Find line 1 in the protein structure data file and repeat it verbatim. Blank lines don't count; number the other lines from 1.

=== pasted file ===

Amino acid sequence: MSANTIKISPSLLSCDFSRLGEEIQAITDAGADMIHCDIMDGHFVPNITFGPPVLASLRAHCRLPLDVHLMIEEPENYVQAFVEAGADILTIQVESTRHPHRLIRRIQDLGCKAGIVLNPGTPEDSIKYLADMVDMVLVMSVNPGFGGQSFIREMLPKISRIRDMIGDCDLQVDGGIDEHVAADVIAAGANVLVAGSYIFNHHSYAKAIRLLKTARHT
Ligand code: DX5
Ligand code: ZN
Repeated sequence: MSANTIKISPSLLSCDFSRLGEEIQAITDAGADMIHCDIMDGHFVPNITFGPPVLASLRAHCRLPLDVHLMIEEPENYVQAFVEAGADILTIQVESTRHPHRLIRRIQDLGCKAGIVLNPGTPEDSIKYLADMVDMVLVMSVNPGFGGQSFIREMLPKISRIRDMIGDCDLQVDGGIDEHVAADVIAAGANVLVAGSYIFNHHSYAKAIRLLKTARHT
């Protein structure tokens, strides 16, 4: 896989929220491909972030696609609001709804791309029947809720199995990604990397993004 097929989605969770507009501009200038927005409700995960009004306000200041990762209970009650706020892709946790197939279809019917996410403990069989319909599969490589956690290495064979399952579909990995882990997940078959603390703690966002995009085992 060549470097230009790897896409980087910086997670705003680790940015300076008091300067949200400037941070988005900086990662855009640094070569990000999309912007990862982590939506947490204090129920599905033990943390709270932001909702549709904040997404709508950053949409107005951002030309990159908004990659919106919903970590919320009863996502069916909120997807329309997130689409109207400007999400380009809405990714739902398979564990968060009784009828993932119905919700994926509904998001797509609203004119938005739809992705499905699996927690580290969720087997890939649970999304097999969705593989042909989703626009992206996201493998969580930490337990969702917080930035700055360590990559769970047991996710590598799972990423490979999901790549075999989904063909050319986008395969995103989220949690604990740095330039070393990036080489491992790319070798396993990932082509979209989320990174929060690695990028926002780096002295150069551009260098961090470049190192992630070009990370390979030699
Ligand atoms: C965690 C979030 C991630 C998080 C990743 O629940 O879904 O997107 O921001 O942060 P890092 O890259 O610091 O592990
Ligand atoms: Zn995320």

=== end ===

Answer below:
Amino acid sequence: MSANTIKISPSLLSCDFSRLGEEIQAITDAGADMIHCDIMDGHFVPNITFGPPVLASLRAHCRLPLDVHLMIEEPENYVQAFVEAGADILTIQVESTRHPHRLIRRIQDLGCKAGIVLNPGTPEDSIKYLADMVDMVLVMSVNPGFGGQSFIREMLPKISRIRDMIGDCDLQVDGGIDEHVAADVIAAGANVLVAGSYIFNHHSYAKAIRLLKTARHT